Globalization The US and the World Dollar
The US overtly took over as the world financier at the Bretton Woods agreement in 1944. Very simply, the US dollar was now fixed to a certain weight of gold. This system was adopted by all the countries in the world as the system of financial control.
Then, in 1971 the US unilaterally decided to come off the gold standard and allow the dollar and the currencies of all the other countries to float in the world’s money markets. Floating meant that demand and supply simply decided the value of one currency against another. The US dollar, not surprisingly, remained supreme.
But the US no longer needed gold in its central bank in New York, and that meant that, for the first time in world affairs, it did not need to balance its outgoings and income of money. From 1971, when a country earned too many US dollars, the US Treasury simply offered them a US Treasury Bond and thus exchanged the bond for the surplus dollars. Most other countries, of course, had to balance their payments between exports and imports, and if they did not they were forced to borrow with very unattractive terms.
The US could now spend abroad much more than it earned from its exports. In fact, it could now afford to go to war with any country thanks to the dollars, which that country and other countries had spent in payments for US imported goods. We are all paying for American excesses abroad.
In simple terms, it is rather as if I earned $100.00, spent $150.00, and then bought back with a bond the excess $50.00 and spent it again. A quite extraordinary system, and it may be the Achilles heel of the present US Empire.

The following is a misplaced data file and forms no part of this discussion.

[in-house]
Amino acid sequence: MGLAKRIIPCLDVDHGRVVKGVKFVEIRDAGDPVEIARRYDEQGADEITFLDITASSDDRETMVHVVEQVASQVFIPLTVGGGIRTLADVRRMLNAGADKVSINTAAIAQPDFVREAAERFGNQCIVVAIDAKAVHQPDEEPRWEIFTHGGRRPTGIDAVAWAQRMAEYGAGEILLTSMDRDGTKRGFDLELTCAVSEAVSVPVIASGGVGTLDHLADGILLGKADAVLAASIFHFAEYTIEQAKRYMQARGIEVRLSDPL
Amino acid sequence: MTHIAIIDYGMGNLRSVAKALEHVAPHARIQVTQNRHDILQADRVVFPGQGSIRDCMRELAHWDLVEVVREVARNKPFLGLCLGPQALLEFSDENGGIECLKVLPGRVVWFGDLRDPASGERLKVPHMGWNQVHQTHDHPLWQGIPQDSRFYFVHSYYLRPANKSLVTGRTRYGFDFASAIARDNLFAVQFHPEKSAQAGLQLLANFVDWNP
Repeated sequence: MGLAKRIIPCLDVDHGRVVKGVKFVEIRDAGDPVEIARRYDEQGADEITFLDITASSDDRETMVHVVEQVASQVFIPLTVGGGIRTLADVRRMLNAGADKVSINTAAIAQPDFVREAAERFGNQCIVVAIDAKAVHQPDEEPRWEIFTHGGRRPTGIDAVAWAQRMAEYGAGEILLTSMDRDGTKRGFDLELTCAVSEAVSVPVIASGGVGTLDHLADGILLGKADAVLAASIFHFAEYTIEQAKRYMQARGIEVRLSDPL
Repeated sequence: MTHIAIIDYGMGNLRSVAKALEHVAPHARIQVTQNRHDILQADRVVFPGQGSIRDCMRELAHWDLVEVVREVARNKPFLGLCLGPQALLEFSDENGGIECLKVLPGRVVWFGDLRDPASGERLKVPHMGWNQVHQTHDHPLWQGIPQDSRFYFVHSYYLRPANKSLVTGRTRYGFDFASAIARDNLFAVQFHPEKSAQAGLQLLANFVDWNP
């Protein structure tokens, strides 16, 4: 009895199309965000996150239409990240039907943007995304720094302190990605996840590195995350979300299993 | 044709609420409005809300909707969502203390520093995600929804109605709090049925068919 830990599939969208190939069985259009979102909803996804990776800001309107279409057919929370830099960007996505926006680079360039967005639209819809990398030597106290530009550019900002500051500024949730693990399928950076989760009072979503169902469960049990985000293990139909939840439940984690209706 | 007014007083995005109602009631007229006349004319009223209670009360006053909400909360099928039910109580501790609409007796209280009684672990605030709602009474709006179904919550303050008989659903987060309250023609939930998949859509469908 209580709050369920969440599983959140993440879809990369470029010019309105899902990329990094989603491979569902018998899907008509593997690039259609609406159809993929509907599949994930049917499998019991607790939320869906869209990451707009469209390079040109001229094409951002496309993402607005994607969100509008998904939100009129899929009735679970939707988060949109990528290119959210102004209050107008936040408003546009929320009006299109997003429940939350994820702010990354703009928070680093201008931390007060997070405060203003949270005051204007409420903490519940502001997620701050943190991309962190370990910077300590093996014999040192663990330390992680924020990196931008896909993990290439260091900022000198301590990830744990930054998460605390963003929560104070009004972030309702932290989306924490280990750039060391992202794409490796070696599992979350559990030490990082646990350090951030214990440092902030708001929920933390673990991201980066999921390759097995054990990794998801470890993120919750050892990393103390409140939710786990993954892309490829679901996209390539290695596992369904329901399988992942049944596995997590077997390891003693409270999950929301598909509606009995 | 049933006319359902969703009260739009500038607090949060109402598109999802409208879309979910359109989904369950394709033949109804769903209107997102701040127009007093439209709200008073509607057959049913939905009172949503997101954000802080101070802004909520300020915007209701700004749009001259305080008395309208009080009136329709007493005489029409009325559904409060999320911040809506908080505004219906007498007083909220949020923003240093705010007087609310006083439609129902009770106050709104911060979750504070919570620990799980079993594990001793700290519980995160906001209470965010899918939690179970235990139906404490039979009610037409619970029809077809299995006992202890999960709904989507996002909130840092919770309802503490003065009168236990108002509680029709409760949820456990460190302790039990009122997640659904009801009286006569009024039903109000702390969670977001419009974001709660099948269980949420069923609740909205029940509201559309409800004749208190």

The system of finance on a global scale is, unsurprisingly, organised in the interests of the superpower of the day. At the beginning of the twenty-first century wc have a deeply unstable situation whereby the US alone is able to import vastly more than it exports and to consume therefore much more than it produces. Some superficial observers argue that this is a major benefit as it allows weaker economies to import into the US economy more than would otherwise be possible. These arguments assume that the system of world finance will be forever as it stands now. But as we have seen it will not always be so.
Should, for instance, China, or a group of countries, decide to trade in their own currency, they would sell their US Treasury Bonds and create immediate chaos in the US economy, and thereby possibly bring the whole edifice down. Such ideas are being considered as I write.
Roger van Zwanenberg
Source: Essays on Muslims and the Challenges of Globalisation, Institute of Policy Studies, Islamabad. Republished with permission.
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